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Widespread abundance of yellownecked caterpillars in August cause many people to mistakenly believe they have gypsy moths. Gypsy moth caterpillars have long since pupated (early June) and become adults (late June-July.)
The yellownecked caterpillar and its closely related relative the walnut caterpillar are usually active in late August. Here is the information on the biology:
Yellownecked Caterpillar: Datana ministra (Drury)
Order and Family: Lepidoptera: Notodontidae
Host Plants: Most deciduous trees.
Damage and Diagnosis: White egg masses, each with up to 100 eggs are easily visible on leaf undersides. Young caterpillars will first skeletonize leaves, and then strip them of foliage as they mature. Younger larvae are brick-brown with yellow stripes along the body. Older larvae are black with yellow stripes and up to 2 inches long. Late season defoliation does not significantly harm tree health, but can be unsightly. Biology: After spending the winter as pupae, adults emerge in June and July and to lay egg masses on leaf undersides. Eggs hatch in late July into caterpillars that feed in groups through August. Large caterpillars pupate in the soil where they spend the winter. Control. Look for young caterpillars in July and treat before caterpillars become large and cause major damage. Broad spectrum insecticides are more effective against larger caterpillars than Bacillus thuringiensis 'Kurstaki'. Though late season defoliation is unsightly, it does minimal harm to tree health because it occurs close to the time of normal leaf drop.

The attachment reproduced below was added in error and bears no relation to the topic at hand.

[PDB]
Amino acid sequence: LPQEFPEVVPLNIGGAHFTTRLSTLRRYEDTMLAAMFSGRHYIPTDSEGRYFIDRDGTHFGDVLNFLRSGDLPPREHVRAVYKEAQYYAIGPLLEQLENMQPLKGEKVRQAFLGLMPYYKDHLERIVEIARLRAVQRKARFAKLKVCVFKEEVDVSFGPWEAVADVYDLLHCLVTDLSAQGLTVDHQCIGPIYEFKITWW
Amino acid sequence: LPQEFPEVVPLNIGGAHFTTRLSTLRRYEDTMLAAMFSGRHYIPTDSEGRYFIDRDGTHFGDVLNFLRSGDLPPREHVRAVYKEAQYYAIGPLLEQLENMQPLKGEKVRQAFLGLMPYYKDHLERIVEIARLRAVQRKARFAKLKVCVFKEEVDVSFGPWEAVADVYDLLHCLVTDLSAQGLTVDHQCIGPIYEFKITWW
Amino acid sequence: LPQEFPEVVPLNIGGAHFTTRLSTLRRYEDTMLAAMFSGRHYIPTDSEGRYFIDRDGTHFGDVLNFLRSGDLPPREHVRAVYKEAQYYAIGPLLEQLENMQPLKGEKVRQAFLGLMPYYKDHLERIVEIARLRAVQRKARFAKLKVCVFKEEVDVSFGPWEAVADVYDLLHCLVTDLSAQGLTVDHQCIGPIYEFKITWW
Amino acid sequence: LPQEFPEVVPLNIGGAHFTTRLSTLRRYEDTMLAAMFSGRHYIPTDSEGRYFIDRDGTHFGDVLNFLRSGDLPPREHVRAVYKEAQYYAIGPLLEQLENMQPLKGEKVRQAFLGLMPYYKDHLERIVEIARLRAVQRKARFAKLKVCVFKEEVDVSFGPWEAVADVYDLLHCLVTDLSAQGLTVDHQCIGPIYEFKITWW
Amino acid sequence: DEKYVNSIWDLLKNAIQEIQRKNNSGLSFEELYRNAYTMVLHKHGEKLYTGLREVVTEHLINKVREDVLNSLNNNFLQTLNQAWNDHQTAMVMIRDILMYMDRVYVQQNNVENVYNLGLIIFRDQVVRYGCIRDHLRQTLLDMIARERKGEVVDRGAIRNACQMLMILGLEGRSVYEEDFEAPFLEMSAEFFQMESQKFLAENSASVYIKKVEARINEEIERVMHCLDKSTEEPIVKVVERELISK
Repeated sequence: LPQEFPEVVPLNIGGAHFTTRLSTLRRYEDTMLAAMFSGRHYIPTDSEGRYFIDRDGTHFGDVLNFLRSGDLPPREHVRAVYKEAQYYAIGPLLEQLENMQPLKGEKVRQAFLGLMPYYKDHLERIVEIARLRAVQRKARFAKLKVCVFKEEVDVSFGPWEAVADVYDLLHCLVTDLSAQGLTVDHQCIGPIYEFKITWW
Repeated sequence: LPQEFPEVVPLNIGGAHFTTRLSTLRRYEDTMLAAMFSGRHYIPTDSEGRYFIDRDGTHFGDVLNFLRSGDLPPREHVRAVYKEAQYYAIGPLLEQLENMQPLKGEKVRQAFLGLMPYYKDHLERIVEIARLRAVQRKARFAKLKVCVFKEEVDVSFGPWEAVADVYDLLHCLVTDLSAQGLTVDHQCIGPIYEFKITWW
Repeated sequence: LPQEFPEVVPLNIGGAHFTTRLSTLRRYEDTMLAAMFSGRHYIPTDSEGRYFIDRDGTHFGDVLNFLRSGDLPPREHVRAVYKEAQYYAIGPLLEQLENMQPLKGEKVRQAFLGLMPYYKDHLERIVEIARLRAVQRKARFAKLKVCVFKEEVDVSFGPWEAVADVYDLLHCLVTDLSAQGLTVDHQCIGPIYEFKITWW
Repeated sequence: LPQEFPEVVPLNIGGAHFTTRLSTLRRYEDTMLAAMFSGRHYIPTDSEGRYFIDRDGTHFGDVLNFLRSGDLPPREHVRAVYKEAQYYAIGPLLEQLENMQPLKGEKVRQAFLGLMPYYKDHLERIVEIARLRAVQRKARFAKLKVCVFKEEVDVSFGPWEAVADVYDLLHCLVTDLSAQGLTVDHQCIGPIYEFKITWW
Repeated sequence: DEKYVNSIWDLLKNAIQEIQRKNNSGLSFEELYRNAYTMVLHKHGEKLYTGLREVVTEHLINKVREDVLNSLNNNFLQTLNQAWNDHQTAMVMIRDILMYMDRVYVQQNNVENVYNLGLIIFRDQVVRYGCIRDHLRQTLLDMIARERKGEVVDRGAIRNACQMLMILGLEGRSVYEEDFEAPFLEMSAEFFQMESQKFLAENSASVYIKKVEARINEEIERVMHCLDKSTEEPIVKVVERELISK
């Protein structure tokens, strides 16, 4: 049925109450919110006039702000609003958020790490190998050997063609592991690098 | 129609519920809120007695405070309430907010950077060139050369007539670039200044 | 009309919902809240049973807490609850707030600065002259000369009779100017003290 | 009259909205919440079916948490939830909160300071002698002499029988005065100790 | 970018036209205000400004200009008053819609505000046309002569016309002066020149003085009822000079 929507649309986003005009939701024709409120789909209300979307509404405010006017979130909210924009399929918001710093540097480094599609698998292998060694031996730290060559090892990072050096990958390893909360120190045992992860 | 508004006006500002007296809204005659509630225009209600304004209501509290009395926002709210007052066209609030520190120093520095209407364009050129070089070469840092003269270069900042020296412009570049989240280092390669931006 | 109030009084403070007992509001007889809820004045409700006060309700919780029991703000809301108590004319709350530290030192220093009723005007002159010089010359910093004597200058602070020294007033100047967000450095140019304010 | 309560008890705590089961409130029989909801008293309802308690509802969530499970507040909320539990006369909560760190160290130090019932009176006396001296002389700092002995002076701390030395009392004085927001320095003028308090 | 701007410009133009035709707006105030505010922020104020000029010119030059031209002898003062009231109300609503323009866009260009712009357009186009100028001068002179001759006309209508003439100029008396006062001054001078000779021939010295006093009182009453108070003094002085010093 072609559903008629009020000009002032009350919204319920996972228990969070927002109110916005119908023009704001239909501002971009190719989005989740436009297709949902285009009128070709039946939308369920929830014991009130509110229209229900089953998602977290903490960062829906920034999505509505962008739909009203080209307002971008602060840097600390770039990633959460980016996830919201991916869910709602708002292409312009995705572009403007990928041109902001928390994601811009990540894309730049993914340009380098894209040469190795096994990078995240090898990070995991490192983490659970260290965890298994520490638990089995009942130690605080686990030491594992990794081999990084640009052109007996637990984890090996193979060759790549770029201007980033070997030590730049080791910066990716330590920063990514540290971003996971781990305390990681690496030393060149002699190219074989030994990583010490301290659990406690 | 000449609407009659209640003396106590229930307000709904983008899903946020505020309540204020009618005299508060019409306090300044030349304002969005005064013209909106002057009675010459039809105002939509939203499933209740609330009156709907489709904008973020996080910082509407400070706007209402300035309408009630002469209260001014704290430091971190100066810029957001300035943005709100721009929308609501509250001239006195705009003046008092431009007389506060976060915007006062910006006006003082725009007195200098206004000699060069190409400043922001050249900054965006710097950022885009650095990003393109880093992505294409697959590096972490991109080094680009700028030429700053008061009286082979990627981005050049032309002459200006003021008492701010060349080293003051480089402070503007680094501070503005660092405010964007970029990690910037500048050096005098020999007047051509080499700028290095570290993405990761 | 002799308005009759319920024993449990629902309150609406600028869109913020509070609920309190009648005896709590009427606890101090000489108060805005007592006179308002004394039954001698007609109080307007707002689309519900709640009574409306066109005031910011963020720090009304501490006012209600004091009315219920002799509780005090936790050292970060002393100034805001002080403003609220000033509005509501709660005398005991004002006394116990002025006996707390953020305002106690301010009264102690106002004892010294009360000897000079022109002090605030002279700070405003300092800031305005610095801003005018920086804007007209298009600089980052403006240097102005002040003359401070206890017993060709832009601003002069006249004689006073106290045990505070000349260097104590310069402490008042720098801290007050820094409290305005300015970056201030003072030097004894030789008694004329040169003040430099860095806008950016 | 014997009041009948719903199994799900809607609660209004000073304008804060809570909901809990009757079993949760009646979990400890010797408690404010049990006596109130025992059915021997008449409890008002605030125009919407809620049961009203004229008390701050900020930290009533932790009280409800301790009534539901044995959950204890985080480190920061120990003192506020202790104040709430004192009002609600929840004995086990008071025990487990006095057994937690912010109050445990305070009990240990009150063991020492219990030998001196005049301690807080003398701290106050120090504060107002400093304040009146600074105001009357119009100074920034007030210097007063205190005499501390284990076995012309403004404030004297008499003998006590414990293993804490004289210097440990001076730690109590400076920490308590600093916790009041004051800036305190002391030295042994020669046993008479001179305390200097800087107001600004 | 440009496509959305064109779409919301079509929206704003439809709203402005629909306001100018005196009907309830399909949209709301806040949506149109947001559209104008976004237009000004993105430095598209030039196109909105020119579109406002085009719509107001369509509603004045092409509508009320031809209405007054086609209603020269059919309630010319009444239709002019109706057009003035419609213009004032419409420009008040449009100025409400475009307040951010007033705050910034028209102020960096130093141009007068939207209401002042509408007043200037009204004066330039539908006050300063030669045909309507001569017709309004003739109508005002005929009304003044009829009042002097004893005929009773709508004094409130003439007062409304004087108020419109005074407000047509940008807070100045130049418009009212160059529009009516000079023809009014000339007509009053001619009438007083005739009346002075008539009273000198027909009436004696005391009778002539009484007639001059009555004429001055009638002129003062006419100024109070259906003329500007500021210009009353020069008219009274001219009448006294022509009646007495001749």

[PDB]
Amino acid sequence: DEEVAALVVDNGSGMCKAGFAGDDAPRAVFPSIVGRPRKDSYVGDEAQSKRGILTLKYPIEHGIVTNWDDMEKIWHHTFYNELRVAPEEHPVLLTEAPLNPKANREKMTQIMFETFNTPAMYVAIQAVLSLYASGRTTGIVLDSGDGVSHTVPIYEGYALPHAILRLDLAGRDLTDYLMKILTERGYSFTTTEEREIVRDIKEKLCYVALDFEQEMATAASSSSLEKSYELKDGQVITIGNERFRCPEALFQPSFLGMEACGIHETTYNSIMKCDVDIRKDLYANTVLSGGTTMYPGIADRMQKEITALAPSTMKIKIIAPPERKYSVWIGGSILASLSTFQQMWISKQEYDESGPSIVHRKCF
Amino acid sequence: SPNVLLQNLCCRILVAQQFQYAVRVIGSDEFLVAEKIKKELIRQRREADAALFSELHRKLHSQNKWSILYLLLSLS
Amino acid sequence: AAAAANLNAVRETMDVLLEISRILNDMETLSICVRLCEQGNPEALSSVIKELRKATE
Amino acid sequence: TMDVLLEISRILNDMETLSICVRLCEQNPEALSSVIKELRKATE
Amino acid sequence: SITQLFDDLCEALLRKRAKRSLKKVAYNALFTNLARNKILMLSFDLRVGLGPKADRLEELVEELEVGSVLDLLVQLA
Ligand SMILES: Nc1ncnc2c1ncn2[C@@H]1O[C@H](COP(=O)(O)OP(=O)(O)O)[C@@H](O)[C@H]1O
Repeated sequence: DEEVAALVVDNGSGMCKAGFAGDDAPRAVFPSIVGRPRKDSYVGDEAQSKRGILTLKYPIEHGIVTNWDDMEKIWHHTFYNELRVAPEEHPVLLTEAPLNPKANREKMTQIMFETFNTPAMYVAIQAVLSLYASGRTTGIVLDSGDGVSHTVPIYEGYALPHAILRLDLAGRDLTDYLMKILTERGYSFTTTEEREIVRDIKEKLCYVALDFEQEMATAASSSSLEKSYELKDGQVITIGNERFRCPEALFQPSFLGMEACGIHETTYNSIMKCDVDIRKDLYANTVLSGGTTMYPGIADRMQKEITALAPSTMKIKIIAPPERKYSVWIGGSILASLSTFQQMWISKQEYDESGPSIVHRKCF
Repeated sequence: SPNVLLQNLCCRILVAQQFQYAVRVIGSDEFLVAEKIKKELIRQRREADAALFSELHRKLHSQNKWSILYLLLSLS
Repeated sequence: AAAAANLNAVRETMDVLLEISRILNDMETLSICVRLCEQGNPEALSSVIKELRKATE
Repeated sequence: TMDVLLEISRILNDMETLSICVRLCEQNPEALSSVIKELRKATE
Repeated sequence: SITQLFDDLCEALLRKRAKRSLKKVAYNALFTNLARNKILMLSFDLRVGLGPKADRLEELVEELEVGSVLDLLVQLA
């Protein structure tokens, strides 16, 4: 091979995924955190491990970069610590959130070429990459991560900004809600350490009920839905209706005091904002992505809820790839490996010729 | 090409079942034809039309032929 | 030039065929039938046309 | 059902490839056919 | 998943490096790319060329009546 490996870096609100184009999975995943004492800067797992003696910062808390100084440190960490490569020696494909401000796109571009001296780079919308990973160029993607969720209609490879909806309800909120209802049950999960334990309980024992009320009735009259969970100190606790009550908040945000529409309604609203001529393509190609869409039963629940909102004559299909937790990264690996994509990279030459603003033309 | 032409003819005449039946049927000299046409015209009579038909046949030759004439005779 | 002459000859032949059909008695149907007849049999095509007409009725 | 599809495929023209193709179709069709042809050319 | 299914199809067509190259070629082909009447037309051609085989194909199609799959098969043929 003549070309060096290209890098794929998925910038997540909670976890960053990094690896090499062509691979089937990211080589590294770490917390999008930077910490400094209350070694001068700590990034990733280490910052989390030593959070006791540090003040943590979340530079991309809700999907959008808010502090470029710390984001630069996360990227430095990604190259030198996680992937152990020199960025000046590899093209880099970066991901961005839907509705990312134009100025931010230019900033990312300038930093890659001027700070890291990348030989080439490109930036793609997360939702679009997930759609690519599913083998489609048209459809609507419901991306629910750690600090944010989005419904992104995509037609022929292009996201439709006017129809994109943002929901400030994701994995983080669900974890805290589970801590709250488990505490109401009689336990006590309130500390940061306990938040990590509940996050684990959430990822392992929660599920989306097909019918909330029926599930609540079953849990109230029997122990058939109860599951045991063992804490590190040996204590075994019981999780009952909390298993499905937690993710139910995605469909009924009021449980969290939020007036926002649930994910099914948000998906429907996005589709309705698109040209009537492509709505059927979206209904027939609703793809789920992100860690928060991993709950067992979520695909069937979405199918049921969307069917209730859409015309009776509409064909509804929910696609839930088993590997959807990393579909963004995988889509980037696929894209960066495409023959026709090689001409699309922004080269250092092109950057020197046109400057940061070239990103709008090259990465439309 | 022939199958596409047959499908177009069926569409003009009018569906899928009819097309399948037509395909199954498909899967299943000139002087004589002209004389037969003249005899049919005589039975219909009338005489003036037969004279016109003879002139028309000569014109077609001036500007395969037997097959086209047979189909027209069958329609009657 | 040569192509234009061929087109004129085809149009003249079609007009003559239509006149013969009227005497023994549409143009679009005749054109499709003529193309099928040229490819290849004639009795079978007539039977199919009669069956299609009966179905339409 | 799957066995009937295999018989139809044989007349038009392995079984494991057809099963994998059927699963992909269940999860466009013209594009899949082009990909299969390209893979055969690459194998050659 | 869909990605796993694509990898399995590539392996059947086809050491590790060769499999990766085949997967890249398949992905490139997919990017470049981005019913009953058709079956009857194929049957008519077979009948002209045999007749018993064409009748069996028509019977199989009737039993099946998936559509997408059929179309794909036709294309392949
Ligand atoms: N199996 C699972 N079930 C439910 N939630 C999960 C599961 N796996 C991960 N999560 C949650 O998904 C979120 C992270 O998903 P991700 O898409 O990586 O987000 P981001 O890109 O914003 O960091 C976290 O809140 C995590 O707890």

Plant and Pest Digital Library and Digitally Assisted Diagnosis, Purdue University, West Lafayette, Indiana.